If you have an ace type pitcher I believe there should be a completely different mentality, but there is not one pitcher on this roster I would trust more going beyond 100-110 pitches than the bullpen arms the team currently has right now.
    1. TheLeviathan's Avatar
      TheLeviathan -
      Quote Originally Posted by crarko View Post
      Yeah, although the distinction between extrapolation and speculative fiction should be kept in mind.
      You're right, this blog is a good example of speculative fiction.

      Not only is Ryan's quote evidence of an innings limit approaching - so is major league baseball conventional wisdom, the Twins general conservative approach to injuries, and standard injury rehab timelines.

      Personally, I hope Ryan and his crew up that limit. The more Gibson, the better. But there was never a "myth", there was a very real expectation based on the vast majority of evidence. Not wild, hopeful speculation.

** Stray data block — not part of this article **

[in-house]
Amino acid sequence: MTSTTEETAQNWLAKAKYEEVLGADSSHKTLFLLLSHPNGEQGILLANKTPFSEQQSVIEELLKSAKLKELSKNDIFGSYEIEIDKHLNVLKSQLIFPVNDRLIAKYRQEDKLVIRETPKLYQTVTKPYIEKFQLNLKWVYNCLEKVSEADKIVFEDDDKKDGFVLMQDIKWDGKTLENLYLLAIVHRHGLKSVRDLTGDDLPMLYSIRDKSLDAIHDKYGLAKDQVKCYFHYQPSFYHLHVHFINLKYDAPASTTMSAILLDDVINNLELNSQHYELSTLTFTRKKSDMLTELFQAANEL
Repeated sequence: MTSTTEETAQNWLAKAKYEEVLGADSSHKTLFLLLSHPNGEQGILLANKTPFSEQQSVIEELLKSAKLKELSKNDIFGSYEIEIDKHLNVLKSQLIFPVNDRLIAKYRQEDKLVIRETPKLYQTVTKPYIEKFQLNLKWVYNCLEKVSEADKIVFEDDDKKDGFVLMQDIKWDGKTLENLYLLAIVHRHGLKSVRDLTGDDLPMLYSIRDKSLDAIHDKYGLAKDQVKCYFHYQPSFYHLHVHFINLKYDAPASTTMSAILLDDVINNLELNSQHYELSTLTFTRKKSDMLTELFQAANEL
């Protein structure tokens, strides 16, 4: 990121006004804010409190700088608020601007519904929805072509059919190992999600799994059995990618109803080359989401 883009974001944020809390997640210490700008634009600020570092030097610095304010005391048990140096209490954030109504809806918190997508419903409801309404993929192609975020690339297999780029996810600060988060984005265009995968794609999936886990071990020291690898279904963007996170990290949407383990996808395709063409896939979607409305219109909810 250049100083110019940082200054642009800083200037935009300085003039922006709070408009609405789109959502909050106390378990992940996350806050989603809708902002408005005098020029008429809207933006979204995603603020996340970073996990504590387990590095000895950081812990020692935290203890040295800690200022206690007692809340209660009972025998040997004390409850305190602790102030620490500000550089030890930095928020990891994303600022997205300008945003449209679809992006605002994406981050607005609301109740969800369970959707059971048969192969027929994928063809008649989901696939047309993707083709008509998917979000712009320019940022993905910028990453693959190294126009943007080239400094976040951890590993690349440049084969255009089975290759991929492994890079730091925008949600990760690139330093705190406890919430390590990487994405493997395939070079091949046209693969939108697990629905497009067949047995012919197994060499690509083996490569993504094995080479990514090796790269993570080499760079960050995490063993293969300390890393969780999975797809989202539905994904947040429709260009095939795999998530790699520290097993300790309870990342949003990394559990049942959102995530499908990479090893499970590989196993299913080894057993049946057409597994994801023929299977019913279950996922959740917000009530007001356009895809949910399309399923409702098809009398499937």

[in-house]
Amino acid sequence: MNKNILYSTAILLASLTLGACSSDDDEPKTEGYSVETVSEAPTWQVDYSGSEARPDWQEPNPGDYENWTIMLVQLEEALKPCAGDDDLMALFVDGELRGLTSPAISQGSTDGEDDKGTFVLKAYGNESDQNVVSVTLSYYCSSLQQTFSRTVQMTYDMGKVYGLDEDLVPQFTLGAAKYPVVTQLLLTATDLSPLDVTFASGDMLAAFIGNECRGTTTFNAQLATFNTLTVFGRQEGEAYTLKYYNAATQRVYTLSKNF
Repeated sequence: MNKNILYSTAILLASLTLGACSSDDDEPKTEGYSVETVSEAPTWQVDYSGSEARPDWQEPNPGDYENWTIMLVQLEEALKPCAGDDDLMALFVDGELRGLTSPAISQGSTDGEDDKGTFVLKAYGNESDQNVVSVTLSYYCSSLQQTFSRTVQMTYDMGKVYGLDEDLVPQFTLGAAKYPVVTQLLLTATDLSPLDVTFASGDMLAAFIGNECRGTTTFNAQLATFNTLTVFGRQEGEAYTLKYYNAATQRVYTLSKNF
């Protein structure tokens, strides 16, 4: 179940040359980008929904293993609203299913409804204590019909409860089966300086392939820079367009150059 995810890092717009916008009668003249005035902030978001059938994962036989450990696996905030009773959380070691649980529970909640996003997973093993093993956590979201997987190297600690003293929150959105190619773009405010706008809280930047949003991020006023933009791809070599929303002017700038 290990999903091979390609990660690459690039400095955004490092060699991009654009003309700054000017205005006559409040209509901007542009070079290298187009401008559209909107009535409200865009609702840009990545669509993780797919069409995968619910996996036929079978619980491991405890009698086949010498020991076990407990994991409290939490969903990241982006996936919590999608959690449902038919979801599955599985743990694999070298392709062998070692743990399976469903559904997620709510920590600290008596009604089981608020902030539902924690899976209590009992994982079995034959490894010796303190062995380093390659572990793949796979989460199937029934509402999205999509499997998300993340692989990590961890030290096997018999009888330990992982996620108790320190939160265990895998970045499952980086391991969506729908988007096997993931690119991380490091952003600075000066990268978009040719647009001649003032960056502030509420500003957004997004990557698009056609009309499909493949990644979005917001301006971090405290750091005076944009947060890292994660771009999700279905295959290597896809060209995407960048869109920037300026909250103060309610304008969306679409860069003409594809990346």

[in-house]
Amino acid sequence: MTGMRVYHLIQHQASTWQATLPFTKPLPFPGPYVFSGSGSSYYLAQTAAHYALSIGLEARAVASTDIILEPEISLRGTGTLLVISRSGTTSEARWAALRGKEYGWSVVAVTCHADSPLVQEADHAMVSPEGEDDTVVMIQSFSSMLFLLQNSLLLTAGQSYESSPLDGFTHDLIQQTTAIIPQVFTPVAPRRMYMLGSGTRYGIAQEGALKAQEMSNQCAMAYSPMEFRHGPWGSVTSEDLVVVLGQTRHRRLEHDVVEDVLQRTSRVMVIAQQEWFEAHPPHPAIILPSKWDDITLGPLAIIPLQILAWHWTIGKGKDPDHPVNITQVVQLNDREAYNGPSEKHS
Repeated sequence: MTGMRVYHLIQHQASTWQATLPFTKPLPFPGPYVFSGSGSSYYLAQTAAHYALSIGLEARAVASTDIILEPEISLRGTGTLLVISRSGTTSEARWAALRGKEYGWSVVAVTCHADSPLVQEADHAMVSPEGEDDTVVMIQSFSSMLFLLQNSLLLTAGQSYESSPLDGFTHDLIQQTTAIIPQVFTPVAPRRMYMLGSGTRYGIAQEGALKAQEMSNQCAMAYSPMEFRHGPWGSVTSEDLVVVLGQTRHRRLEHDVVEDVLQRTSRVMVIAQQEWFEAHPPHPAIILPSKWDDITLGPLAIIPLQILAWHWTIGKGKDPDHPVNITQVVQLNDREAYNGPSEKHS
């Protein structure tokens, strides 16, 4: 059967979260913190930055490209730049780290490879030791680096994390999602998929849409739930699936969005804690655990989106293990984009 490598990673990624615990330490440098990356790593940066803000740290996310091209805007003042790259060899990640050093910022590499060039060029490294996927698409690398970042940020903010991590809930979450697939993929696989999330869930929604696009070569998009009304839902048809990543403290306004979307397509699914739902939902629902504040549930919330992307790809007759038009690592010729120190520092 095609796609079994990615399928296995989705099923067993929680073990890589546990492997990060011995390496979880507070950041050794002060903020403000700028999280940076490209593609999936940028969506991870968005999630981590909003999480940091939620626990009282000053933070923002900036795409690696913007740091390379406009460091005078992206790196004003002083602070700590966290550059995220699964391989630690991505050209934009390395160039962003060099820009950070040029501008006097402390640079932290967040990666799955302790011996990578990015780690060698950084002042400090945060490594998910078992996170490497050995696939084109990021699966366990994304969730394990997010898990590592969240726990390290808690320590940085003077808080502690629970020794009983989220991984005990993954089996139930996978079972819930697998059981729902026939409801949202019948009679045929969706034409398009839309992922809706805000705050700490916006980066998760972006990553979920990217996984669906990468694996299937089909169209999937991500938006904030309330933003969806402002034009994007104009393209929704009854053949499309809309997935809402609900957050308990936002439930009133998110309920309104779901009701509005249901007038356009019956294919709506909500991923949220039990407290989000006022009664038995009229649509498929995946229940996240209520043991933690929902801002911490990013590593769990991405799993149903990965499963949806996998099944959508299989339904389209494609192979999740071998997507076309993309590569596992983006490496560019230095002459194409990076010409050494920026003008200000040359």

1. TheLeviathan's Avatar
      TheLeviathan -
      Quote Originally Posted by IdahoPilgrim View Post
      I thought I had raised a valid point - that there is just as much evidence for there not being a firm limit as there is for there being one.
      Except that there isn't. As I noted in my last post, there is a vast preponderance of evidence that there is an innings limit from injury rehab times, conventional wisdom for handling this injury, the Twin's standard approach to injuries, etc.